Let's think about an economically sound way to measure the value of leisure. To keep this simple, we'll just think about the value of leisure to people who could work but who decide to stay home. Also, we won't think about how much actual workers value their free time, or how much children and retirees value their time.
In a standard supply and demand labour model, firms "demand" labour while workers "supply" labour. Let's think about a labour market that is in equilibrium, with a wage of $20 per hour and with 14 million individuals working out of a total of 16 million working-age individuals.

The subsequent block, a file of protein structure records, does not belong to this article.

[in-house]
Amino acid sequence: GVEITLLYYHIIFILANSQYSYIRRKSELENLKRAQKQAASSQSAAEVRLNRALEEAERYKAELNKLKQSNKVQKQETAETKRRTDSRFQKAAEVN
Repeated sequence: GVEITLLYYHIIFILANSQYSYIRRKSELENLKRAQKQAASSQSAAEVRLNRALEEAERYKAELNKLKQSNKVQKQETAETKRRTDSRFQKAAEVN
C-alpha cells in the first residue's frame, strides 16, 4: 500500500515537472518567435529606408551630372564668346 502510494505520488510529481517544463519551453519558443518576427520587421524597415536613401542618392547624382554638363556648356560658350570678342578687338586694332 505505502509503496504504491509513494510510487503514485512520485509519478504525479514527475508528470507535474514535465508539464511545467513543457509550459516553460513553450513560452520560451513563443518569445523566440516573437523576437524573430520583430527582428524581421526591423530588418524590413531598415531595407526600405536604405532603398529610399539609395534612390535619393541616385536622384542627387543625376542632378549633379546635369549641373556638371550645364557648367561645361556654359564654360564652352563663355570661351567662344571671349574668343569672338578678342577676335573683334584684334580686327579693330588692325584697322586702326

According to this simplified model of the economy, some workers would work if the wage were higher, but at the current wage, they'd rather stay home and watch reruns of Seinfeld or (don't let this be you!) Coronation Street. For the workers who are right on the margin between working and not working, what would their wage be if wages rose ever so slightly and they went to work?